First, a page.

We did it in a weekend session and used a lot of really cool vintage RCA ribbon mics for vocals and room sounds." 

Brandon De Jong

"I remember having difficulty with my voice during the recording, but was finally able to “break it in” after a few songs. The tracks were recorded sequentially, and when listening, I can hear my voice got stronger with each song."

Current Projects

Eli DeGroff

"Roman Ships – 2008 – Current.
Josh Boyd ( original SSRE drummer ) on drums, myself on guitar and vocals and Brandon Aegerter ( SSRE drummer on Majestic Blue ) on bass / baritone.  I was completing college and moving back to Sioux Falls and Josh and Brandon A. had started playing together so Josh called me and told me I was in a new band.  After recording a 5 song demo, Brandon A. left and our friend Pat Nelson joined on bass.  Roman Ship put out two tour demos and in 2013 we put out a full length CD / LP on Init Records."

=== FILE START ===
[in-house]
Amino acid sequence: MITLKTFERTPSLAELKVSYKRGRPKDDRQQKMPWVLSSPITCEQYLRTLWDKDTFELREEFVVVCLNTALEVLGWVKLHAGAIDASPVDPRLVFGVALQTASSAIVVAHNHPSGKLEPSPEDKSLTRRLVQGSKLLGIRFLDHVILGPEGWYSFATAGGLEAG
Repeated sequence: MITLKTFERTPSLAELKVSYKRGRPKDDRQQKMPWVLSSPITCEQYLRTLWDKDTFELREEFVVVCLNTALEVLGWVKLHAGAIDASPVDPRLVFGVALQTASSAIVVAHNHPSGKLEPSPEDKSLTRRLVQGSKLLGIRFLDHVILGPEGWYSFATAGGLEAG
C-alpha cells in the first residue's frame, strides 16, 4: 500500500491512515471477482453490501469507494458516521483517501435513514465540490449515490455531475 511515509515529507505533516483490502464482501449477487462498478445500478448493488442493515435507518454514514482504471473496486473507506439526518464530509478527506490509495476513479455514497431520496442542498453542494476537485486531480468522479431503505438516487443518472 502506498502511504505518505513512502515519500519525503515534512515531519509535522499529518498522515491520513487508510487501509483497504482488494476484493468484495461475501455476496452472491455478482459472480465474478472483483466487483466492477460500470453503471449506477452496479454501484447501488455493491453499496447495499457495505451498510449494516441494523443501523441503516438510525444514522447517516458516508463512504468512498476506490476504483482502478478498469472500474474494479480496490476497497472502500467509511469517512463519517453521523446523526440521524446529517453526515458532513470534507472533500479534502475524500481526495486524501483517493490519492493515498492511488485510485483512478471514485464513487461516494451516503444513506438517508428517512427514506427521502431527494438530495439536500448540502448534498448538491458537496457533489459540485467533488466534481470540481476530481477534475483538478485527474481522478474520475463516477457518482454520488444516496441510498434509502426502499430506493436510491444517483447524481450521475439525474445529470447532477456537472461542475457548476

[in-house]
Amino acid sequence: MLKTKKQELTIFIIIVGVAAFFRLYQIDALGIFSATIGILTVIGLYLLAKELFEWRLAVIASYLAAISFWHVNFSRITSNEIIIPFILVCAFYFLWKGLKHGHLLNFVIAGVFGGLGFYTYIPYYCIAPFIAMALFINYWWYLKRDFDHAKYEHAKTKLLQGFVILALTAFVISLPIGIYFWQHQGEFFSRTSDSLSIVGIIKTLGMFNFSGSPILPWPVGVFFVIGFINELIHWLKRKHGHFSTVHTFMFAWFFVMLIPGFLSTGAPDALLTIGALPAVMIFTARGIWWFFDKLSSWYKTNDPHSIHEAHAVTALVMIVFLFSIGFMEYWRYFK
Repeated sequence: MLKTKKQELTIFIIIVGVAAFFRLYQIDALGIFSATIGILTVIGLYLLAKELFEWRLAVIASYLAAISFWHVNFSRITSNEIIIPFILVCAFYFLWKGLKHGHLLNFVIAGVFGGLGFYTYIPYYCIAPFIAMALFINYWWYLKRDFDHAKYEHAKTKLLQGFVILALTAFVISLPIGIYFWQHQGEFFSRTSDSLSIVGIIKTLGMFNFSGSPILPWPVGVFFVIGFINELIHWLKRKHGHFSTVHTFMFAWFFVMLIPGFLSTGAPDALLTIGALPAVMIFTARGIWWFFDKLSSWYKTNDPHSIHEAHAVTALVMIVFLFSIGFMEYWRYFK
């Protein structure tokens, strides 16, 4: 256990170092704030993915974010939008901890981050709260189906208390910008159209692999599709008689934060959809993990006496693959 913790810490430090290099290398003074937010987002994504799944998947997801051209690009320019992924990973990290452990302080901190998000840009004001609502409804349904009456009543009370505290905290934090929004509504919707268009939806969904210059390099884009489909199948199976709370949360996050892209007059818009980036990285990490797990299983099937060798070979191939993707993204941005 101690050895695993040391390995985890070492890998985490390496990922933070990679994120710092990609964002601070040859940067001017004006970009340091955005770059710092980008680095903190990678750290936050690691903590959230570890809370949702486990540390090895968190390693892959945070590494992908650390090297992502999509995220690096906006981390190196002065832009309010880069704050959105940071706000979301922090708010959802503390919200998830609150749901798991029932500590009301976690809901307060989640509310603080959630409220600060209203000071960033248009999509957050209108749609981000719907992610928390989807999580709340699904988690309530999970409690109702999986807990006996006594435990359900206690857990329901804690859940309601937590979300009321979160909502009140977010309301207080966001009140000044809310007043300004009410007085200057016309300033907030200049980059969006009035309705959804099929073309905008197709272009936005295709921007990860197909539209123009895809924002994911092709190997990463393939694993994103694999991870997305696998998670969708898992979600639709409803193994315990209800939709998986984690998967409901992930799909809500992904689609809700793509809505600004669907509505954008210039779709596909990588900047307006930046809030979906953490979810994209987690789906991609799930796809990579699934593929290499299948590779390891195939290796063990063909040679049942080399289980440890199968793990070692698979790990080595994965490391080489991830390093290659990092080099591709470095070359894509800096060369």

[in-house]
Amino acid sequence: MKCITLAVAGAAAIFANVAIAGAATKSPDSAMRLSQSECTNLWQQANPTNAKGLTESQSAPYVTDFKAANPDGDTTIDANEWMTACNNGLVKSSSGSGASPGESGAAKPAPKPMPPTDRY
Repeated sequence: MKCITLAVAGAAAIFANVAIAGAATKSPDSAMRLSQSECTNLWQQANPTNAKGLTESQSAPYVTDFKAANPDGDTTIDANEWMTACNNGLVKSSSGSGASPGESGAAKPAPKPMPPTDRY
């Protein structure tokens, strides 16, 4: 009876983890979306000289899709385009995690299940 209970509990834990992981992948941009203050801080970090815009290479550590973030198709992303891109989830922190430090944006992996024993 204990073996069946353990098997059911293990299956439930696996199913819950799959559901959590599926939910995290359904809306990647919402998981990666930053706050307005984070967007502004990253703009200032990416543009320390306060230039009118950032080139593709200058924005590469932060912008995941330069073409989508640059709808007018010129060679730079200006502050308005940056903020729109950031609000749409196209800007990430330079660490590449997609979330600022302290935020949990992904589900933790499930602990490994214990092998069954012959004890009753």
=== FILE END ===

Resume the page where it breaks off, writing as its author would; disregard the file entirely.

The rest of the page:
Thoughts on Majestic Blue after 10 years

Eli DeGroff

"I listen to it every once in a while.  I think it came out in 2004, but we had recorded it about a year previous.  It is something I am still proud of, I have been writing music ever since but nothing that is so layered and nuanced.  Part of what made it different from anything I have been a part of is that we were in a place in life when we were all in on that project.  I was in school but I was failing out and just writing music and practicing all weekend.  We spent so much time writing together that we were able to really listen to each other and create something that challenged us all.  I would say that I grew the most as a musician during that time.  None of us knew how to write verse / chorus type songs, so we just wrote in a sort of stream of consciousness style.  It took a very long time to write but we would just play parts over and over until we figured out where it went next.  When we released it, it seemed like most of the people that liked what we done so far were not really into it.  I think after we broke up I started to hear more positive reviews of it. "

Brandon De Jong